I’ve been relatively mum about this topic though I’ve been eager to share our story because it’s unique and weird; the kind of story you always hear happens to people just like you but somewhere along the way you scratch it off the realm of possibility because it could never be that simple, right?
Let me go back (way back) to the beginning. Bryan and I met in October 2011 in a steakhouse in Hoboken. We dated casually for a few years before moving in together (first Hoboken, then to the ‘burbs of Montclair, and last year we purchased our home in Rockaway). Maybe that’s too much of an overview but some things might help with the chronology of events. Anyway, about five (maybe even six!?) years ago, we started to discuss having a baby. We were at that age where all of our friends were getting married, and even though I think we’re STILL babies, the fact remained that we weren’t getting any younger. In my heart I knew that if Bryan said he didn’t want to be a father, I would have had to make like a tree and leaf.
But thankfully, he was fully onboard and so we started to try. We putzed around for the next few years with over-the-counter drugstore solutions, lifestyle changes, and everything you could think of. We even tried energy healing once, because I was certain one of us had a blocked chakra. Bryan considered this to be a huge waste of money after a session where a woman waved incense and crystals above our heads and I coughed for 20 minutes straight.
I started seeing a fertility specialist in 2017, after we had turned down every holistic avenue. That winter, I had two rounds of IUI, or Intrauterine Insemination which (in case you aren’t aware) is also unofficially known on the streets as the turkey baster method. Behind the scenes, this consisted of very early ultrasound appointments and bloodwork as well as nightly shots in the abdomen and a trigger shot just before ovulation (which hilariously took place once in the bathroom of the Beacon Theater at a Tori Amos concert). On the day of both of these procedures, Bryan would go in early morning so the clinic could collect his sample and I would show up an hour later (after it had been treated). We’d high five each other in the hallway, and specialists would shoot it up my hoo-ha.
I hope you aren’t here for a scientific retelling because if you are, wow. You have totally taken a wrong turn ?
Anyway, the two rounds we did were unsuccessful (with only an 11% success rate, the odds were not in our favor). A year later, July 2018, we purchased our home and I got pregnant within a month, no assistance necessary. Eight weeks into my pregnancy I miscarried and that October I had fibroid surgery to remove 9 fibroids (the biggest weighed a full pound). Did the fibroids appear as a result of the intense medications I had taken a year prior? I’ll never know, but I do know that one year I had zero fibroids and the next I was riddled with them (one even came out of my stomach like some kind of weird alien baby).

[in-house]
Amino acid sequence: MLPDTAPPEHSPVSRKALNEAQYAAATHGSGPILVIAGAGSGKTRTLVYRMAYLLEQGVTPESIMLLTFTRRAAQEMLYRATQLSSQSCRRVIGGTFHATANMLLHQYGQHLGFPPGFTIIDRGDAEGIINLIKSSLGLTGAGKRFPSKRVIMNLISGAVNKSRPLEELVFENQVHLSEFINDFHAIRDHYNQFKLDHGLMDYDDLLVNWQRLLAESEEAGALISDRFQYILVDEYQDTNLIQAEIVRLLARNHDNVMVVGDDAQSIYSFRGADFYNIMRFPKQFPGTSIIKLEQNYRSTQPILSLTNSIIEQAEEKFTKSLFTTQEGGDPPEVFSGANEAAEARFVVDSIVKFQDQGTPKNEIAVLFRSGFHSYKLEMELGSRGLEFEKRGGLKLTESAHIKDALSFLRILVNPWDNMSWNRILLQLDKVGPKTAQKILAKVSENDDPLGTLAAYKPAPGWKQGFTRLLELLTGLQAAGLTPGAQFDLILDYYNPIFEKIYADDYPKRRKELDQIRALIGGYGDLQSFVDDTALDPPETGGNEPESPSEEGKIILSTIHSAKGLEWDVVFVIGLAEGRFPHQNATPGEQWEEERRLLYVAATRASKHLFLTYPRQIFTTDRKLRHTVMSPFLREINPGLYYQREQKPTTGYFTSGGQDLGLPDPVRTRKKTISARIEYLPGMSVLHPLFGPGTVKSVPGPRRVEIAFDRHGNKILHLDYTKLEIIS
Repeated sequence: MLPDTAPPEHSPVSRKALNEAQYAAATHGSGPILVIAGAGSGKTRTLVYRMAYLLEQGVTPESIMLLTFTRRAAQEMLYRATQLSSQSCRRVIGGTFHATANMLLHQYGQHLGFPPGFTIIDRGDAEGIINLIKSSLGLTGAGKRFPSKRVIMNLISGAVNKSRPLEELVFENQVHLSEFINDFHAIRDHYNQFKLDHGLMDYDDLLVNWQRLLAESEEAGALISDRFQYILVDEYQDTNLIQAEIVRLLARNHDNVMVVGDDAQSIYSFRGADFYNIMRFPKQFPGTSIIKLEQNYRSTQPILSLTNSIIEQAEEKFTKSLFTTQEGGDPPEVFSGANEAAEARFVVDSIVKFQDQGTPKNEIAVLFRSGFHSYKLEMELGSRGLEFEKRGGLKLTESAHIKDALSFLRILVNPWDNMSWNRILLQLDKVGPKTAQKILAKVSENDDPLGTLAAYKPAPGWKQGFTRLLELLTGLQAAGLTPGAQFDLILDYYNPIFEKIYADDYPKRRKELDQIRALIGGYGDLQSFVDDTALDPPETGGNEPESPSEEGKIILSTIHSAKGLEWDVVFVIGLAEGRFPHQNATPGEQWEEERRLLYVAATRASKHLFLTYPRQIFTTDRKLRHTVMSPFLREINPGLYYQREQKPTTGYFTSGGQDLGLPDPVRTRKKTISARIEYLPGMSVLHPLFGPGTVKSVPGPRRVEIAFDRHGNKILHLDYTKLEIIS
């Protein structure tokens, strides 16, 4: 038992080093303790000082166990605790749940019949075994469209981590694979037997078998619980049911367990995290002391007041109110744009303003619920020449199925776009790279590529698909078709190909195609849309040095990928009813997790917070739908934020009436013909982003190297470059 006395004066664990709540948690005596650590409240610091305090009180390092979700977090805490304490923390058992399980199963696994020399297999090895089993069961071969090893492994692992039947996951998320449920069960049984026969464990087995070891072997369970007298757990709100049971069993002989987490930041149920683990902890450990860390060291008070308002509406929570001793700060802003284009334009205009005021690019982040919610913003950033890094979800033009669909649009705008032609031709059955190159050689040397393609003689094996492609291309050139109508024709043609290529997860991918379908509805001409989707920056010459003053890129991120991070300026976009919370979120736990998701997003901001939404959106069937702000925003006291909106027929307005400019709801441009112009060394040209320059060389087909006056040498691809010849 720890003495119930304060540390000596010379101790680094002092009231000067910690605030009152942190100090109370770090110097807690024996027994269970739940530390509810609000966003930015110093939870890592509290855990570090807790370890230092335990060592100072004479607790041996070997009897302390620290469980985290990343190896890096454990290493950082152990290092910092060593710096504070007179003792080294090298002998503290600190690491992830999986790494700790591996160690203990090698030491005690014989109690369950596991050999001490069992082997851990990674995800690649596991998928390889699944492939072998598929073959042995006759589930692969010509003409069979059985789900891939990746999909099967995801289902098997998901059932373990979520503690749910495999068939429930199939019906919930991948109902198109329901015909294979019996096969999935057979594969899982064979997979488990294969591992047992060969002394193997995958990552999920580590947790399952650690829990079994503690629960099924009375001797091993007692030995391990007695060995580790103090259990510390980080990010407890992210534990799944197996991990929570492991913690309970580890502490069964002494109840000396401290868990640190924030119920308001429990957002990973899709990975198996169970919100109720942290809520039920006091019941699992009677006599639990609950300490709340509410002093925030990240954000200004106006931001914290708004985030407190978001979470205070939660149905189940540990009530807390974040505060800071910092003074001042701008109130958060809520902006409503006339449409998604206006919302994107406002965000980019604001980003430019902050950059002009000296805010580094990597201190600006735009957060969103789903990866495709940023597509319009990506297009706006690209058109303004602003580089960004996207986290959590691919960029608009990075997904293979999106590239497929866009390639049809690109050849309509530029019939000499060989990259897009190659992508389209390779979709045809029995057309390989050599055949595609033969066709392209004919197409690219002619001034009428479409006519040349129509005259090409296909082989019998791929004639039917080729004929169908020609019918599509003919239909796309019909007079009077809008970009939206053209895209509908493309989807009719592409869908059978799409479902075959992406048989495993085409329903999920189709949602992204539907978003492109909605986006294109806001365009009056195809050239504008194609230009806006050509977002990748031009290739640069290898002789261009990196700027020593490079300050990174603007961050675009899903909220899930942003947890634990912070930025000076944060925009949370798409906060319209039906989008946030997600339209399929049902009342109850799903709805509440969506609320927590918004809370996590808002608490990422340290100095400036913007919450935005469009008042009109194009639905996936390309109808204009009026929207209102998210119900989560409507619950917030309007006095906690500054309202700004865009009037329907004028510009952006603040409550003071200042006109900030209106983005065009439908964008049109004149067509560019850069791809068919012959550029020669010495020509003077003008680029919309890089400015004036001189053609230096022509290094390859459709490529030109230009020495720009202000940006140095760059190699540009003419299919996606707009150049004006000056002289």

Recovery from surgery was a bitch. I was in a lot of pain but much worse than that—I felt completely broken. The highs of buying a house and getting pregnant were dashed by that miscarriage. I don’t like to talk about that time in my life, but I fell into a deep depression that I really struggled to climb out of. It also took me a really long time (and a lot of therapy) to feel human again.
Fast forward to the beginning of this summer. Bryan and I drove to Livingston, NJ, where we met with the wonderful staff at St. Barnabas to weigh our options and see just how much IVF would set us back. The doctor we had been assigned repeatedly told me I was young and healthy, and listen lady, if you’re trying to get in my wallet, you are totally singing in my ear—I hadn’t felt that hopeful in ages and I felt really great about things changing for the better. Before we left, the financial adviser told us to get married stat—Bryan’s insurance covered 100%, including things like embryo storage and medications that other insurance companies didn’t.
And so, we did. Very unromantically and without ceremony. We had until September when the lab would be ready to take us in so I had time to stay away from Zika countries and make all of my doctor-ordered appointments. I was scheduling an appointment to get a mammogram when the woman asked me the date of my last period and I realized I was late. That night, I took a pregnancy test and (lo and behold) it came back positive. I thought Bryan was playing a joke on me when he read the results so I raced into the bathroom to see for myself.
I tell you this because all of those experiences shaped the young (yes, I said it!) woman I am. But they’ve also made me reluctant to say the words “I’m pregnant” out loud. I am still freaking out and I plan on writing a post about having anxiety while pregnant as well as some things that (truly) helped me get here but in the meantime I’d love to hear from you if any of this sounds familiar or you just want to know that things will turn around. Let’s be each other’s support system. You know I love your comments ❤️